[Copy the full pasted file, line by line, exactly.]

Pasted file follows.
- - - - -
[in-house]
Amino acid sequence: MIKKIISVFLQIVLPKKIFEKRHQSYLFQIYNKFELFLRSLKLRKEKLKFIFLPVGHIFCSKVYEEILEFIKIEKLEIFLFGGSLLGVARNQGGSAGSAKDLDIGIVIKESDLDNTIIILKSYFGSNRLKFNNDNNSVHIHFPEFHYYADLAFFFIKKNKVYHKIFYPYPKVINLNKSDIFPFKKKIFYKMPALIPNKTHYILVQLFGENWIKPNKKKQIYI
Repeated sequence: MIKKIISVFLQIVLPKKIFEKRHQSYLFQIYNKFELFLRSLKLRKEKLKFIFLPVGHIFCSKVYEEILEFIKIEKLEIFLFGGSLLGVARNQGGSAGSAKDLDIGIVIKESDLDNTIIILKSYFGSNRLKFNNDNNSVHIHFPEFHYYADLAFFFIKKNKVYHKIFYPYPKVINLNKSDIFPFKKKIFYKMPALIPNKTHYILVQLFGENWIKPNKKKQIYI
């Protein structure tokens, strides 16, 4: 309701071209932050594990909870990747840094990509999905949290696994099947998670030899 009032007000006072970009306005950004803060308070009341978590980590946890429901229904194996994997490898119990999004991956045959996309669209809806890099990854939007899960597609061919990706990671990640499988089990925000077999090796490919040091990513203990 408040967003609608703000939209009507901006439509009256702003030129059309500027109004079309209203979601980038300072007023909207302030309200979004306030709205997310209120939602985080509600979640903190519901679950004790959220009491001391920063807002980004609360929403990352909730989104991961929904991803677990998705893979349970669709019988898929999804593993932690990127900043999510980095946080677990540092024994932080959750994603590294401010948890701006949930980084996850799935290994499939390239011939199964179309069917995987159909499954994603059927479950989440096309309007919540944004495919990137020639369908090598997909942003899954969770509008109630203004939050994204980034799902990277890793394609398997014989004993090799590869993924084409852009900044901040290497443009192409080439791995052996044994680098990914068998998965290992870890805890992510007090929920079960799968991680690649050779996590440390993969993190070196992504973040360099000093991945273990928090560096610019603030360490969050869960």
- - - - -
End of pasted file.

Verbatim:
[in-house]
Amino acid sequence: MIKKIISVFLQIVLPKKIFEKRHQSYLFQIYNKFELFLRSLKLRKEKLKFIFLPVGHIFCSKVYEEILEFIKIEKLEIFLFGGSLLGVARNQGGSAGSAKDLDIGIVIKESDLDNTIIILKSYFGSNRLKFNNDNNSVHIHFPEFHYYADLAFFFIKKNKVYHKIFYPYPKVINLNKSDIFPFKKKIFYKMPALIPNKTHYILVQLFGENWIKPNKKKQIYI
Repeated sequence: MIKKIISVFLQIVLPKKIFEKRHQSYLFQIYNKFELFLRSLKLRKEKLKFIFLPVGHIFCSKVYEEILEFIKIEKLEIFLFGGSLLGVARNQGGSAGSAKDLDIGIVIKESDLDNTIIILKSYFGSNRLKFNNDNNSVHIHFPEFHYYADLAFFFIKKNKVYHKIFYPYPKVINLNKSDIFPFKKKIFYKMPALIPNKTHYILVQLFGENWIKPNKKKQIYI
């Protein structure tokens, strides 16, 4: 309701071209932050594990909870990747840094990509999905949290696994099947998670030899 009032007000006072970009306005950004803060308070009341978590980590946890429901229904194996994997490898119990999004991956045959996309669209809806890099990854939007899960597609061919990706990671990640499988089990925000077999090796490919040091990513203990 408040967003609608703000939209009507901006439509009256702003030129059309500027109004079309209203979601980038300072007023909207302030309200979004306030709205997310209120939602985080509600979640903190519901679950004790959220009491001391920063807002980004609360929403990352909730989104991961929904991803677990998705893979349970669709019988898929999804593993932690990127900043999510980095946080677990540092024994932080959750994603590294401010948890701006949930980084996850799935290994499939390239011939199964179309069917995987159909499954994603059927479950989440096309309007919540944004495919990137020639369908090598997909942003899954969770509008109630203004939050994204980034799902990277890793394609398997014989004993090799590869993924084409852009900044901040290497443009192409080439791995052996044994680098990914068998998965290992870890805890992510007090929920079960799968991680690649050779996590440390993969993190070196992504973040360099000093991945273990928090560096610019603030360490969050869960």